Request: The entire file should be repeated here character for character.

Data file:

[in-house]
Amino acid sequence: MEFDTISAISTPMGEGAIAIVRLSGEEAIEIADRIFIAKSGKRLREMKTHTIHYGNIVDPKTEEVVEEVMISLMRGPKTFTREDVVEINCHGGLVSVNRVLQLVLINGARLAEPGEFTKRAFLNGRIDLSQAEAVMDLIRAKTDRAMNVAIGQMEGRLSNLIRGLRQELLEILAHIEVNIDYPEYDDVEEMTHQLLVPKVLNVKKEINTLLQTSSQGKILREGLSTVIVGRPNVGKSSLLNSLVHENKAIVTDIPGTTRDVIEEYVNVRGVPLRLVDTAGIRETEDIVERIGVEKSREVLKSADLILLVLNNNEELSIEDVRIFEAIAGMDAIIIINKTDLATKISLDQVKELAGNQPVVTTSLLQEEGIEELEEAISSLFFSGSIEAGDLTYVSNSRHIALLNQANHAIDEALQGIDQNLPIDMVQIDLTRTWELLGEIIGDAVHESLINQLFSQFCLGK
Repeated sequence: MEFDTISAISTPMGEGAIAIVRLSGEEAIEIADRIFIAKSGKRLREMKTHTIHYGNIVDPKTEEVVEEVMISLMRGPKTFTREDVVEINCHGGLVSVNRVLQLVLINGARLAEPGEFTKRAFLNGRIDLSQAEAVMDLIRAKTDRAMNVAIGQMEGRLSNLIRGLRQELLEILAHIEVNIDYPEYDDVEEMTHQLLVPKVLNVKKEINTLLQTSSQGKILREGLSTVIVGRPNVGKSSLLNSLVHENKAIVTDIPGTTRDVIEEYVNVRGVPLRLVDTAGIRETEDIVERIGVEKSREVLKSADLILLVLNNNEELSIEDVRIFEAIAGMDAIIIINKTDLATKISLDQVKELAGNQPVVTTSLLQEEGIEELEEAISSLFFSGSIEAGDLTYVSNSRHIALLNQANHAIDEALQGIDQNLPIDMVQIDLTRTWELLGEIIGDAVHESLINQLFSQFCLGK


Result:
[in-house]
Amino acid sequence: MEFDTISAISTPMGEGAIAIVRLSGEEAIEIADRIFIAKSGKRLREMKTHTIHYGNIVDPKTEEVVEEVMISLMRGPKTFTREDVVEINCHGGLVSVNRVLQLVLINGARLAEPGEFTKRAFLNGRIDLSQAEAVMDLIRAKTDRAMNVAIGQMEGRLSNLIRGLRQELLEILAHIEVNIDYPEYDDVEEMTHQLLVPKVLNVKKEINTLLQTSSQGKILREGLSTVIVGRPNVGKSSLLNSLVHENKAIVTDIPGTTRDVIEEYVNVRGVPLRLVDTAGIRETEDIVERIGVEKSREVLKSADLILLVLNNNEELSIEDVRIFEAIAGMDAIIIINKTDLATKISLDQVKELAGNQPVVTTSLLQEEGIEELEEAISSLFFSGSIEAGDLTYVSNSRHIALLNQANHAIDEALQGIDQNLPIDMVQIDLTRTWELLGEIIGDAVHESLINQLFSQFCLGK
Repeated sequence: MEFDTISAISTPMGEGAIAIVRLSGEEAIEIADRIFIAKSGKRLREMKTHTIHYGNIVDPKTEEVVEEVMISLMRGPKTFTREDVVEINCHGGLVSVNRVLQLVLINGARLAEPGEFTKRAFLNGRIDLSQAEAVMDLIRAKTDRAMNVAIGQMEGRLSNLIRGLRQELLEILAHIEVNIDYPEYDDVEEMTHQLLVPKVLNVKKEINTLLQTSSQGKILREGLSTVIVGRPNVGKSSLLNSLVHENKAIVTDIPGTTRDVIEEYVNVRGVPLRLVDTAGIRETEDIVERIGVEKSREVLKSADLILLVLNNNEELSIEDVRIFEAIAGMDAIIIINKTDLATKISLDQVKELAGNQPVVTTSLLQEEGIEELEEAISSLFFSGSIEAGDLTYVSNSRHIALLNQANHAIDEALQGIDQNLPIDMVQIDLTRTWELLGEIIGDAVHESLINQLFSQFCLGK